Tuesday, March 15, 2005

Gay Marriage and Gender Discrimination:

Once upon a time in Western Culture and America, women were seen to have no fit role in government, weren't allowed to vote, and were expected to stay home and raise children. A man's place was in the workplace as the sole provider of the family and the woman clearly had a subordinate role in society and the family; a wife was for all practical purposes the property of the husband. In Family Law in law school we learned that at Common Law, Blackstone's definition of marriage was that "husband and wife were one person and that the husband was that person."

Oh how have times changed. The notion of female equality is a Western invention. And it stems from the natural rights doctrine of equality. "All men are created equal," was once understood as meaning only white, Protestant men. But that understanding soon expanded to include all humans regardless of race, religion and gender.

Eugene Volokh notes how gay marriage is increasingly being argued for under the rubric of gender discrimination. If race and gender were perfect analogies then indeed, a ban on gay marriage would be gender discriminatory just as a ban on interracial marriage is racially discriminatory.

Clearly gender differences aren't perfectly analogous to racial ones (but then again, nothing is perfectly analogous to anything else. If two things were, then we would be dealing with duplicates. All analogies involve "apples to oranges" comparisons. We need to avoid comparing apples to typewriters).

I think from a philosophical perspective the natural equality of women does indeed cut against anti-homosexual arguments, especially those anti-homosexual arguments done under the rubric of "natural law" (And remember, not all theories of "natural law" are the same. For instance, one would have to strive mightily to connect Aquinas's-the Catholic Church's notion that masturbation is "unnatural" with the "laws of nature and nature's God" theory that underlies the Declaration of Independence).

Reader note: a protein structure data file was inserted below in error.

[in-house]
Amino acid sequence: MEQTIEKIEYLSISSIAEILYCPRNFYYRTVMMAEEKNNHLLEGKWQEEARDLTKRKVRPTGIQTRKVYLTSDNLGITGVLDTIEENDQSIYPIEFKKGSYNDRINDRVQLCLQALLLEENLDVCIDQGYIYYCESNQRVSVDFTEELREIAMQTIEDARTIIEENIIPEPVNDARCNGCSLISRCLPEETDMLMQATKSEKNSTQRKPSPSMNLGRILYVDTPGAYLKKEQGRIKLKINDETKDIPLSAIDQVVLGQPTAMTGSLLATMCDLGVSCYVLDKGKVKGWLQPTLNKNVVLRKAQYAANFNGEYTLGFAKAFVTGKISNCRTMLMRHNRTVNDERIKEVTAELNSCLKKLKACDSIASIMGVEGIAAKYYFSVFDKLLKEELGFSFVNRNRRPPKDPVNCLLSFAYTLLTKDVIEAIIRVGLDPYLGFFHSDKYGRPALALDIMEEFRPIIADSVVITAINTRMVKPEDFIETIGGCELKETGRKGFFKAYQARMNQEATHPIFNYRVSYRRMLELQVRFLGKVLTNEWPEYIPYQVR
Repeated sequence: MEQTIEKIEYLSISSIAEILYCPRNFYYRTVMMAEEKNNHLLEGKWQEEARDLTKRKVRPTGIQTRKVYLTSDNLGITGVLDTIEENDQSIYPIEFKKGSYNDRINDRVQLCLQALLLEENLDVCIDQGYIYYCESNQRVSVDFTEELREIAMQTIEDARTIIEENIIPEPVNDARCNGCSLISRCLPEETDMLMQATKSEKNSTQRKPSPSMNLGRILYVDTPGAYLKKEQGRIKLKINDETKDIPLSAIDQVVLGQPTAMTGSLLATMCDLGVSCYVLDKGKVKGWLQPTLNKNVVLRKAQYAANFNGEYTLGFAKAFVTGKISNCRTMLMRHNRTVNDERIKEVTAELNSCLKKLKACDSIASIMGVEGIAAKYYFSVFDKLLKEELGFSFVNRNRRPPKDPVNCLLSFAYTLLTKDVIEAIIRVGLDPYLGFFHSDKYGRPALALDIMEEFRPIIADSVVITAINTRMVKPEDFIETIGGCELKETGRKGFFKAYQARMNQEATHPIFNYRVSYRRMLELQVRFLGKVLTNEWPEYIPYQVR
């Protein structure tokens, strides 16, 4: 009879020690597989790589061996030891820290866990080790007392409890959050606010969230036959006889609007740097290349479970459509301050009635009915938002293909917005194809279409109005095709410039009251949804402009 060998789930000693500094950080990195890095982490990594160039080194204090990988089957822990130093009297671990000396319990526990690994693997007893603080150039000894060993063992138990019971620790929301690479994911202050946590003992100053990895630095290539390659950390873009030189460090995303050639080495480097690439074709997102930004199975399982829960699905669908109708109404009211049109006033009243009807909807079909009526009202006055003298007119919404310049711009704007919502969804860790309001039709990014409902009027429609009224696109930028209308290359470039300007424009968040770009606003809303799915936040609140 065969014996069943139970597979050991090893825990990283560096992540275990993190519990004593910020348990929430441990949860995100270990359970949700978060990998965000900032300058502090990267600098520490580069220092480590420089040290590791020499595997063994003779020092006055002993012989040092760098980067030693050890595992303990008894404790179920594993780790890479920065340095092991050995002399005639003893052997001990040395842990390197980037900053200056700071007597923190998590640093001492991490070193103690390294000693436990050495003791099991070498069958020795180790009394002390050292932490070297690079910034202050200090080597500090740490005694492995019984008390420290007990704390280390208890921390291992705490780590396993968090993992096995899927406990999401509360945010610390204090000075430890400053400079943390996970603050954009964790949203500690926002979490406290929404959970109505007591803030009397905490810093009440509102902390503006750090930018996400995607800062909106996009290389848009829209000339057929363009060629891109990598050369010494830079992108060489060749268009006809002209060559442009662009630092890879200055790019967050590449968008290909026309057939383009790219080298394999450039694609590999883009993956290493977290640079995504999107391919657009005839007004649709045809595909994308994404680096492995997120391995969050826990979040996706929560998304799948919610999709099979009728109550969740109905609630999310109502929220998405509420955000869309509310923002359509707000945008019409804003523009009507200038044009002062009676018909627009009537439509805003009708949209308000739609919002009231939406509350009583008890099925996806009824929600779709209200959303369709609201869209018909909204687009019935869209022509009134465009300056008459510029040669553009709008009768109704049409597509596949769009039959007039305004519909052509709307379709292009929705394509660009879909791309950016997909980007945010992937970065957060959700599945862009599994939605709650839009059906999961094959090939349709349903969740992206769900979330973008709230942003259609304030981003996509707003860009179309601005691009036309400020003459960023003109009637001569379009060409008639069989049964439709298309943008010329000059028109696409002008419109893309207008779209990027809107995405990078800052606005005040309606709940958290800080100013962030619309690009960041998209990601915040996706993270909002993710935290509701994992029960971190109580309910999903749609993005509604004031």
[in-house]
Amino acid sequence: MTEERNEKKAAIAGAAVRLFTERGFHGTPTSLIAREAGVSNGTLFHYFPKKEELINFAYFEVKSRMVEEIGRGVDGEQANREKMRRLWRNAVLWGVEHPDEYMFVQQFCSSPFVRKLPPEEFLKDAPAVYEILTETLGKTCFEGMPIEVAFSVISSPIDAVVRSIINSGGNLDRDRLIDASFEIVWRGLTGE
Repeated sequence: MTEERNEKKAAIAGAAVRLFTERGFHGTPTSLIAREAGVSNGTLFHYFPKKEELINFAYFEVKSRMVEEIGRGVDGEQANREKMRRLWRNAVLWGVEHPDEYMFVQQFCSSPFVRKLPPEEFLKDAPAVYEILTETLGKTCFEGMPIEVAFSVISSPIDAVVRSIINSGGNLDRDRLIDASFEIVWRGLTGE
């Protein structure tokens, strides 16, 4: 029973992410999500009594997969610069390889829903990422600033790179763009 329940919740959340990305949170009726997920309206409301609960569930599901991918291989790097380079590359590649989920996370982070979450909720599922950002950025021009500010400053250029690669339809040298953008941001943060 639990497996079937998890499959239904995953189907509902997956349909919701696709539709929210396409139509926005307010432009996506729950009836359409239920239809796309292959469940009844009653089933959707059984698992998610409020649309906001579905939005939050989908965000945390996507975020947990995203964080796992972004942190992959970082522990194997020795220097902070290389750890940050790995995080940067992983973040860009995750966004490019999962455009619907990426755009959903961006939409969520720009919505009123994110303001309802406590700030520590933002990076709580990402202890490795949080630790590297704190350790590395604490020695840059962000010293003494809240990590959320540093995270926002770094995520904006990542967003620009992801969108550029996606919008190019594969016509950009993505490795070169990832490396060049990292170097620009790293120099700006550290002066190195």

For instance, the natural differences between (the so-called "complementarity" of ) the genders has oft-been used to attempt to prove something against homosexuality. As Harry Jaffa once said, "Of all the distinctions in nature from which morality can be inferred, nothing is more profound than the distinction between male and female, which runs not only for human nature but through all nature." Jaffa thinks gender differences are as profound (or profounder) as the natural distinction between man and beast on the one hand and man and God on the other. As I demonstrated in this post, this indisputably is a logical error. There may very well be some profundity to natural gender differences, but as a matter of biological and natural fact, they are not nearly as profound as the differences between man and beast or man and God.

Whatever their natural or biological differences, from a legal and social perspective, gender distinctions in the modern era are associated with a high degree of arbitrariness. Racial differences are properly viewed as wholly arbitrary. Species distinctions are properly (in my, but not Pete Singer's, opinion) viewed as wholly non-arbitrary to the point where we may legally slaughter, enslave, and eat animals (but doing so to humans is viewed as genocide, slavery, and cannibalism). Gender distinctions are viewed as presumptively arbitrary and are thus much closer to racial distinctions than to man-beast distinctions.

If Jaffa is right, then something is drastically wrong with how we view gender in this society. And the problem is not just with radical feminists and Leftists, it's with things accepted by mainstream thought: Women being accepted in the workplace, being allowed to vote, hold public office; these are part of this "new" understanding of gender as something that is properly viewed legally and socially arbitrary. Are those people who would argue for "traditional" gender roles willing to argue for the way things used to be when gender distinctions were socially and legally more profound: denying women the right to vote, to work outside of the home, to maintain an equal place in the family with the husband...? Would they argue for the repeal of 1) the 19th Amendment, 2) the category of "gender" in all civil rights related legislation, and 3) Supreme Court decisions holding that government "gender distinctions" must receive "intermediate" scrutiny? If gender differences were as profound from a natural, biological, social and legal perspective, they would. Or else they would argue for some other drastic changes along these lines.


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